Small medical practices are facing significant financial and administrative burdens including staffing costs, negotiations with insurance companies, and increasing costs of practicing medicine. Local physicians have said these factors are contributing to doctors in the Austin area—and throughout the county—leaving private practices.

Pay cuts, inflation, and delays in insurance companies offering credentials to physicians are additional difficulties, with inflation impacting physicians’ ability to find qualified staff, said Dr. Brad Venghaus, owner of Thrive Medical Clinic and local primary care physician.

Medicare is the federal health insurance used by people with permanent disabilities and the elderly population. Since the federal government oversees it, Congress has to pass funding to support different branches of Medicare services. One of the biggest payouts is paying physicians to care for Medicare patients—a reimbursement that has been decreasing compared to inflation every year, said Brent Annear, associate vice president of media relations and leadership advancement for the Texas Medical Association.

Adjusted for inflation, Medicare physician payment declined 29% from 2001 to 2024, while the overhead cost associated with running a medical practice has increased year over year, according to data from the TMA.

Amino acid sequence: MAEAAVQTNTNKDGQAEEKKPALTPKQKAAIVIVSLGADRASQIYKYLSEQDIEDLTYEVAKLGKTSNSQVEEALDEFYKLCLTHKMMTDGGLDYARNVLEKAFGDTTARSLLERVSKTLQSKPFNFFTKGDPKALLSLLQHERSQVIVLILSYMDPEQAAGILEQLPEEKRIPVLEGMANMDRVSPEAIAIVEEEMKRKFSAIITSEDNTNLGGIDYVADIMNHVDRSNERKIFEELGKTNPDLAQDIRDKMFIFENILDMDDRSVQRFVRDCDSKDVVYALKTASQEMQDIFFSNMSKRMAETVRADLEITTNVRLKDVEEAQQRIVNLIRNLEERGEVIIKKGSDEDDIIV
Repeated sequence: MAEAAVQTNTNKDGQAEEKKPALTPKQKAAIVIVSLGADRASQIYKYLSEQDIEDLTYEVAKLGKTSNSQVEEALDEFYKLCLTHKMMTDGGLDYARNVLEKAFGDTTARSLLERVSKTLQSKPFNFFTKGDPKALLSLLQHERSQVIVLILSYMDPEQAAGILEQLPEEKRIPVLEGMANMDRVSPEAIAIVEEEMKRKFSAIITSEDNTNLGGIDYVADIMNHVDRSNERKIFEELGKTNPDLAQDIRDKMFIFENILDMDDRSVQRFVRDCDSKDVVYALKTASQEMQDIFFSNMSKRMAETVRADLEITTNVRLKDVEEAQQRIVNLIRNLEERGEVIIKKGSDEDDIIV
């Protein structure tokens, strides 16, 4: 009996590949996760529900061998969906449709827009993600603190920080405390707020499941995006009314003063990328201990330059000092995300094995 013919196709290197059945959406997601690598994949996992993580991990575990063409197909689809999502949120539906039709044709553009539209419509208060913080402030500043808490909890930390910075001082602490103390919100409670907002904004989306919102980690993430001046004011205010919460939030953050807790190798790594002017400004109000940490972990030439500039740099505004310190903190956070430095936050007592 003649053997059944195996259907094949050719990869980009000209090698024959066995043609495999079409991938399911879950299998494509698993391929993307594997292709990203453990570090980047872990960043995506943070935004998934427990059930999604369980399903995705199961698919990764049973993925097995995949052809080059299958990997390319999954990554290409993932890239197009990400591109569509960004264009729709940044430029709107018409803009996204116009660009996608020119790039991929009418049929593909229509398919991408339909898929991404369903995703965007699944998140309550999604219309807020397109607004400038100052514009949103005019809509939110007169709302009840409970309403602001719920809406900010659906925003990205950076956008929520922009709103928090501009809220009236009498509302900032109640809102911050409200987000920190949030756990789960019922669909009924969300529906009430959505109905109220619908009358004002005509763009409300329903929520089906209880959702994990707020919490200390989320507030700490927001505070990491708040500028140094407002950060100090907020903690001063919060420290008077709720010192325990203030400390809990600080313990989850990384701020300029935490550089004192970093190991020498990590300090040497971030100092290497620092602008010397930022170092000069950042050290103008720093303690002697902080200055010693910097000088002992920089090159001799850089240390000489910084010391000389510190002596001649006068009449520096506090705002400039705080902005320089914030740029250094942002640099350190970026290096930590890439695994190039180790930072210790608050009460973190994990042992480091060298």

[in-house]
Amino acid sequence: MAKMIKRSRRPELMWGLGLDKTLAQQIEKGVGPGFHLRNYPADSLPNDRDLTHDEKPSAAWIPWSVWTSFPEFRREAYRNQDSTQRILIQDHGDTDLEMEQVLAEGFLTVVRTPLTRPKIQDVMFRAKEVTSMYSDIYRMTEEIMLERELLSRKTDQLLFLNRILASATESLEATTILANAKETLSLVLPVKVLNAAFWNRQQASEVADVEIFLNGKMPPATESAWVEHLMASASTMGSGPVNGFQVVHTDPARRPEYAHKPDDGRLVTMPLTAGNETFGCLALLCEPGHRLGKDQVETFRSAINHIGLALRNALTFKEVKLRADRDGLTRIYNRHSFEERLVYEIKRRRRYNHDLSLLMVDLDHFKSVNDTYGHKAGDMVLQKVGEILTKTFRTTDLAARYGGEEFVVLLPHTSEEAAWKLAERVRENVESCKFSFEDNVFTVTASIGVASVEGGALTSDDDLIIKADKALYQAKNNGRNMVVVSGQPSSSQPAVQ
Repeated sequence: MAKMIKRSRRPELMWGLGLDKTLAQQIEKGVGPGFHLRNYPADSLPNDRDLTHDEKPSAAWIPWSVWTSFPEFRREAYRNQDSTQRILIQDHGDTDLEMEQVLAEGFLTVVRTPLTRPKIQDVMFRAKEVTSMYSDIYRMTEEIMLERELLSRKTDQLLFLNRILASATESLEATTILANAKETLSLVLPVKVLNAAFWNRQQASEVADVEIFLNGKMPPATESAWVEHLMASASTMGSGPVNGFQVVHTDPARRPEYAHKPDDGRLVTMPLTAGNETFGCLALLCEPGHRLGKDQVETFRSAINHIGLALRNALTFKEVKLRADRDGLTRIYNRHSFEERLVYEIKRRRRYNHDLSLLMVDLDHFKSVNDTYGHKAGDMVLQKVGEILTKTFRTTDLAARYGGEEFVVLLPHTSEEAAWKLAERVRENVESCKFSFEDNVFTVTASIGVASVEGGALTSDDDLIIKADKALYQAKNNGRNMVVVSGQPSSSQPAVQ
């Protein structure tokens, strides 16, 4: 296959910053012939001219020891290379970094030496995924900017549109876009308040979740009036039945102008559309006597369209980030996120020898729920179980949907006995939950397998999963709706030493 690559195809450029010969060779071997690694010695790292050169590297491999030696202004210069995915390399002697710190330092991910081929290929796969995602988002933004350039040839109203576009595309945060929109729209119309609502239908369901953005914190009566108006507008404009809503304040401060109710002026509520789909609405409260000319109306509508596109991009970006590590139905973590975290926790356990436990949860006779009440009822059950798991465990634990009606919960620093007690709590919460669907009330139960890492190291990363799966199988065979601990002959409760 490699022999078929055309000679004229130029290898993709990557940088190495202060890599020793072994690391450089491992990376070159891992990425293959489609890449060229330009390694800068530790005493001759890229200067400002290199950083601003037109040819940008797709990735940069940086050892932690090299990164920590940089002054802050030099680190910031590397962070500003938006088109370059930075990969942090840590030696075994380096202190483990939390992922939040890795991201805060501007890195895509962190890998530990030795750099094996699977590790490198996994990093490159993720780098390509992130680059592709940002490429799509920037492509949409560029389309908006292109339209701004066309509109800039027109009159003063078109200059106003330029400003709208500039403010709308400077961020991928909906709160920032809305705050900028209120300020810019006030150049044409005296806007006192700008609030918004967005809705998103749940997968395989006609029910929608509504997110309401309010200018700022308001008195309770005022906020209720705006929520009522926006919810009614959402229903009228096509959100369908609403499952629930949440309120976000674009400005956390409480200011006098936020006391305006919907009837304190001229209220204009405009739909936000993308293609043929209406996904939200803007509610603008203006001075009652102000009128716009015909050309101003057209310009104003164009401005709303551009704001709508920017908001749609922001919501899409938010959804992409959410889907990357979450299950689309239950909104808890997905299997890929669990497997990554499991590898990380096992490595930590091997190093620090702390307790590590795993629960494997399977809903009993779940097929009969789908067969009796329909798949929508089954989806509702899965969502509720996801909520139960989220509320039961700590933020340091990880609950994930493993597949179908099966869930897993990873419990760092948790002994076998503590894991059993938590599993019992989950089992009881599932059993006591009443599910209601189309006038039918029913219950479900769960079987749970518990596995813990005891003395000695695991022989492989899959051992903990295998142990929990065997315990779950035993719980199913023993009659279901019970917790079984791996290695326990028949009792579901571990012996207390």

“Last year, and this year, Medicare gave pay cuts, and in the setting of record inflation that's made it extremely difficult for many practices to stay financially viable,” Venghaus said. “While the cost of care has gone up, our average salary for employees–we'll call it support staff, for medical assistants and nurses and everything–has probably gone up somewhere between 20 and 25%.”

Zooming in

Due to the “Baby Boomers” generation aging into Medicare, an influx of the population is using the insurance option. An increase in the average life expectancy also equates to more patients utilizing Medicare, according to TMA officials.

The current funding mechanism used to calculate Medicare reimbursement to physicians does not take into account how much it costs physicians to provide care, Annear said.

“I think what you're seeing is a lot of these doctors that were in private practice, they're choosing to potentially either retire or leave the field or join a larger organization because of the burden of arguing with insurance companies [for proper] reimbursement and higher staffing costs,” ​​Venghaus said.

The Southern region of the United States led in the trend of corporate businesses taking over private practices with over 40% of growth in corporate-employed physicians and a nearly 59% increase in corporate-owned practices between 2019 and 2020, according to a report from the Physicians Advocacy Institute.

“You're seeing many, many physicians’ practices either being bought out by private equity or being bought out by hospitals, and you're losing the private practice physicians not only in Texas, but the United States,” TMA President and anesthesiologist Dr. G. Ray Callas said. “Until we have an increase in Medicare, this should be one of the biggest things that we focus on. I will tell you, [at the] Texas Medical Association, this is our number one problem.”